I’m going cozy!

I'm goin' cozy!

I finally got around to quilting some cute Japanese doll fabric and cutting out four more phone/camera cozies. The happy meter on my inner creative spirit went through the roof as I tied the final knot on the frog closure! Particularly satisfying is that all of the materials are coming from my stash. Love that.

Wishing you a bit of heel-clicking creativity today, too.

How I found my way to slow crafting

slow crafting for high-tech device

It was Sunday night and I was itching to make something. I’d reached the point in the sweater when I will have to put the whole thing on a temporary thread and try the yoke of the sweater on, but that was more of a task and not appealing. The thought of sitting at the sewing machine didn’t interest me either. My fingers wanted to be in on the party, doing something, and besides, the sofa felt too good to leave. A few days prior, on an artist date to my local book store, I had discovered and couldn’t leave without the latest issues of Mary Jane’s Farm and Pieceworks magazines. The featured theme in the Sept./Oct. issue of Pieceworks is needlework in literature. With a reference to Miss Marple on the cover, I had to have my own personal copy! Pondering the photos and skimming the articles in both pubs got my wheels turning on the intersection of handmade (really handmade) and the pervasive presence of technology in my life.

What you don’t know is that I am a purist at heart. For example, it took years for me to accept the convenience factor of the food processor. I insisted on blending and chopping by hand. I prefer to use a hand-pushed rotary mower for the lawn, and you won’t find a microwave in our house.

How ironic that the lightbulb inspiration on Sunday night was a padded case for my (brand new!) cell phone/camera gadget. I had been perfectly happy with my vintage model, and had no notion of upgrading for a fancier model. But when the old one simply refused to turn on last week, my hubby just had to rescue his missus and see that she was outfitted with the latest and greatest (aka, most complicated) model. Forgive me – I’m exaggerating. It may not be the latest and most complicated, but it is certainly sophisticated and offers a multitude of capabilities other than making a phone call.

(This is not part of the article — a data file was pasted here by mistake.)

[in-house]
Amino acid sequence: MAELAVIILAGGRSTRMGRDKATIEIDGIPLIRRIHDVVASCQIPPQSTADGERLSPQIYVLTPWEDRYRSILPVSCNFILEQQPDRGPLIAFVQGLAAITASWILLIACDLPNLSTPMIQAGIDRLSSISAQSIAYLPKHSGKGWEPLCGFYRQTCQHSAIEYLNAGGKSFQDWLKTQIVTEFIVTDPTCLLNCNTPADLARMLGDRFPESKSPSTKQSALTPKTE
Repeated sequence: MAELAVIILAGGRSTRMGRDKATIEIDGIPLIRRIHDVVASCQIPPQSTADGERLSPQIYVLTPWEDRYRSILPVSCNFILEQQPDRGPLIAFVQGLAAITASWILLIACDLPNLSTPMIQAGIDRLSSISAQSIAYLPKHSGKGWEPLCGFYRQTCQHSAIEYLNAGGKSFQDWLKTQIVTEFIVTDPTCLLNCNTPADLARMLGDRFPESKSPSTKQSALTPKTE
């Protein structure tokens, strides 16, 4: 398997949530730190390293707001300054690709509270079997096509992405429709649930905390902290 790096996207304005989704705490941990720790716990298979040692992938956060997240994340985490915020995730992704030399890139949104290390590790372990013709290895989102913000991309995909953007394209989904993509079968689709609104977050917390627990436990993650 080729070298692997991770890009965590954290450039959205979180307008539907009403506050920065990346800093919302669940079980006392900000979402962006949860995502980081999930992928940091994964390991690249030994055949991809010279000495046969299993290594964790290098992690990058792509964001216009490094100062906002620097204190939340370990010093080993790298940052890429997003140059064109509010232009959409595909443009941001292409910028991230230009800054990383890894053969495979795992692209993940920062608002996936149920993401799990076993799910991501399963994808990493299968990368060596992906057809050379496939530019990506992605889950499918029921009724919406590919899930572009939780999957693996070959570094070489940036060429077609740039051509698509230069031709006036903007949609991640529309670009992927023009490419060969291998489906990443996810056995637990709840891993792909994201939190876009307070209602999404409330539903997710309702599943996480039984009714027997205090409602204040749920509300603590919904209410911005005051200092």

Starting with some leftover quilting from a pocketbook I made a few years back, and a roughly sketched pattern on a piece of lined notebook paper, the gadget case began to take shape. I started stitching. By hand. I suppose you could say there’s a meditational state of mind that kicks in. I found my zen. The vintage kimono scraps that have been hanging around, waiting for the right project, are just the right size for the liner. And I just love that the entire phone cozy is stitched without aid of an electronic device. I guess you could say that this project was my way of “leaving the grid,” even if it was for only two hours. And it was such a satisfying experience,  I made another one the next morning. This one has a frog closure instead of snaps. It’s safe to say, I see more slow crafting in my future. How ’bout you? Do you like to hop off the grid every once in a while? What does that look like?

From paper to fabric – it works!

First Spoonflower delivery

Since the package arrived on my doorstep last Friday afternoon, I’ve been fawning over my first Spoonflower fabric fat quarters like they’re my new babies and I just can’t get enough of them! The process from drawings, to digital scans (thank you, HP all-in-one), to real fabric, was remarkably easy and oh-so-gratifying. As I held these two pieces in my hand for the first time, I realized that there is something that occurs when one takes a flat design from paper to mutable fabric. I don’t know how to describe it, but for me it was a new dimension to the overall design process. And it is only after experiencing it for myself that I am better able to appreciate a challenge presented to the contestants on a recent Project Runway episode. It was obvious that as exciting as the opportunity to create their own fabric designs was, most of the designers did not complete a garment with their fabric that earned a thumbs-up from the judges.

No plans for my little fabric swatches yet – I’m still in the infatuation stage. Although I wouldn’t be surprised if I found a place for both of the designs in my upcoming Mod Mood Quilt, even though they are not solid-colored fabrics, like those used in Sherry Lynn Wood’s quilt. … Wishing you a creative week! 

P.S. I think I’ll have to send Spoonflower a Valentine this year!